Communications and Network, 2011, 3, 161-167doi:10.4236/cn.2011.33020 Published Online August 2011 (http://www.SciRP.org/j...
162                                                 E. CHROMY ET AL.and there is no need to use methods for combining more...
E. CHROMY ET AL.                                                         1632.5. Designed Model EnvironmentOur designed mo...
164                                                       E. CHROMY ET AL.  From Figure 3. results: Probability of loss i...
E. CHROMY ET AL.                                                   165simulation of formula B we used RED mechanism, be-ca...
166                                             E. CHROMY ET AL.                                                          ...
E. CHROMY ET AL.                                                   167     COM Centre, Technical University of Denmark, Co...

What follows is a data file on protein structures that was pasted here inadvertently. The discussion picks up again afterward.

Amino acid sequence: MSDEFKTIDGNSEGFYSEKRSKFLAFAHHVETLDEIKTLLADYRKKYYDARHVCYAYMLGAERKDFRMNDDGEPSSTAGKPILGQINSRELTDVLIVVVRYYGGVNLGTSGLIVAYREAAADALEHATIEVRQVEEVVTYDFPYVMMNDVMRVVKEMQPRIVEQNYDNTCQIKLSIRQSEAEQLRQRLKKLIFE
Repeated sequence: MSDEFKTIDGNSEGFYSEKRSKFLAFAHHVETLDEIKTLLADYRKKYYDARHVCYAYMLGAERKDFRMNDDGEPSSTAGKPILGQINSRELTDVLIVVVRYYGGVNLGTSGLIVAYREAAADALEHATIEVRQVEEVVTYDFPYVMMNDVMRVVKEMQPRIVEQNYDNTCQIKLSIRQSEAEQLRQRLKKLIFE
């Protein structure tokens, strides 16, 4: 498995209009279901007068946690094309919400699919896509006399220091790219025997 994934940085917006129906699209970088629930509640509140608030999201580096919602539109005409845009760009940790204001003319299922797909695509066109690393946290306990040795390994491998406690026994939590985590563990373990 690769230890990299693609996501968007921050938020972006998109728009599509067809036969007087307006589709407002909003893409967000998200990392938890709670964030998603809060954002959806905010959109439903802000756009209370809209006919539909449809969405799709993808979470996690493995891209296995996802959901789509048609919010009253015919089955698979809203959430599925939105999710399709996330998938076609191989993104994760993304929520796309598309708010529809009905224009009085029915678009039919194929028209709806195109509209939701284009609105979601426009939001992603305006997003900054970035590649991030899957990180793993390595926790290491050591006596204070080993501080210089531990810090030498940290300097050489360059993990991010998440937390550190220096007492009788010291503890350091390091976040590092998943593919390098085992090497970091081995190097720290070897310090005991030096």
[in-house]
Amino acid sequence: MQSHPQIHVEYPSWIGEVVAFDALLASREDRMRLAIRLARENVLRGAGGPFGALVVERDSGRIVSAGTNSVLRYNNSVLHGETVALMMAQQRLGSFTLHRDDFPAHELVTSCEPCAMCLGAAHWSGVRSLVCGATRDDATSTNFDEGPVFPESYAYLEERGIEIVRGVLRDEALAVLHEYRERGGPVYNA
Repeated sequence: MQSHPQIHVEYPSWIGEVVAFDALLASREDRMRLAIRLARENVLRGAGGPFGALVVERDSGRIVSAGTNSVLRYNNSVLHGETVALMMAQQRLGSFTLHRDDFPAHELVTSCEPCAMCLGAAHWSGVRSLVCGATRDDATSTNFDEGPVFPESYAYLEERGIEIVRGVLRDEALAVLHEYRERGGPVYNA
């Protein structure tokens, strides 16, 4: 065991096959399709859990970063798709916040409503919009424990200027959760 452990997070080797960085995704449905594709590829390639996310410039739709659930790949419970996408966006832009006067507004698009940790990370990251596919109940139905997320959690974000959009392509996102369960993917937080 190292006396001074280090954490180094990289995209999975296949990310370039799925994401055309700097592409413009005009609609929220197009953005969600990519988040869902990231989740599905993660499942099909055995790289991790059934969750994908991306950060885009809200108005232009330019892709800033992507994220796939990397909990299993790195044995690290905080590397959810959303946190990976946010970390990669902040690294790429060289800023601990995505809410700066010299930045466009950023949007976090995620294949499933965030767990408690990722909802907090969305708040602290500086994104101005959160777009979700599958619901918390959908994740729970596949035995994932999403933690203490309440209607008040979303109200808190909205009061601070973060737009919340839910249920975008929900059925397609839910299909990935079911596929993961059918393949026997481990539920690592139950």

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  1. 1. Communications and Network, 2011, 3, 161-167doi:10.4236/cn.2011.33020 Published Online August 2011 (http://www.SciRP.org/journal/cn) Usage of Erlang Formula in IP Networks Erik Chromy, Jan Suran, Matus Kovacik, Matej Kavacky Institute of Telecommunications, Faculty of Electrical Engineering and Information Technology, Slovak University of Technology, Bratislava, Slovak Republic E-mail: {chromy, kovaci, kavacky}@ut.fei.stuba.sk, suran.jan@pivopraha.cz Received May 29, 2011; revised July 5, 2011; accepted July 12, 2011AbstractThis paper is concerning of Erlang formulas practical approval and their usage with video flow transfer in IPnetworks. Erlang formulas were simulated in MATLAB program. Practical verification was realized in de-fined environment by using of designed video source. The result is comparison of loss calculated by MAT-LAB and loss of real video data transfer.Keywords: Erlang Formula, QoS, VBR Video1. Introduction works that have bandwidth, delay and availability guar- anteed.IP networks were not designed for providing multimedia Most important parameters are:services at the beginning. These networks were intended  Availability - service reliability during whole connec-for data transfer without predefined paths so that in case tion time.of breakdown of one of the routers, other path could be  Delay - packet transfer time between two referencechosen [1]. Path of packet can change and so can change points.transfer parameters.  Jitter - represents changes in delay. If we want to use IP networks for voice, video and  Throughput - data transferred per time unit.multimedia transmission, we have to define transfer pa-  Packet loss - allowed packet loss tolerance per timerameters. These parameters are covered under QoS (Qual- unit.ity of Service). For observance of QoS [2-5] parameters it QoS assurance in IP network is done through SLAis necessary to estimate network performance under load (Service Level Agreement). It is a contract between endand link overflow. user and network provider. SLA includes assurance of This problem is handled by theory of queuing systems. many parameters, for example:Therefore we will use Erlang B and Erlang C formulas.  Availability.Erlang B formula deals with data loss in relation with  Class of service providing.network load. Erlang C formula defines probability of  QoS guarantee.inserting data into waiting queues and so resembles to IPnetwork behavior, where data queuing occurs before 1.2. VBR Videosending further. Because video is basically only a slideshow of pictures1.1. QoS in IP Networks displayed at sufficient frequency, it is necessary to com- press video flow. Common video flow has a frame rateIncreasing number of user requests for application and of 23-30 frames per second [6]. Different lossmaking andmultimedia services was an impulse for development of also lossless methods are used for each frame. However,protocols that can assure QoS within IP network. This compression of individual frames is not a final solution.way of requirements has risen not only for network func- CBR (Constant Bit Rate) is a method of saving framestionality, but also for transfer parameters observance. If only in compressed form. This data flow does not changethese QoS parameter requirements are observed, IP net- its bandwidth requirements, because same type of com-work can even out ISDN (Integrated Services Digital pression is applied to every frame. With this type ofNetwork) or ATM (Asynchronous Transfer Mode) net- video flow we always have complete picture availableCopyright © 2011 SciRes. CN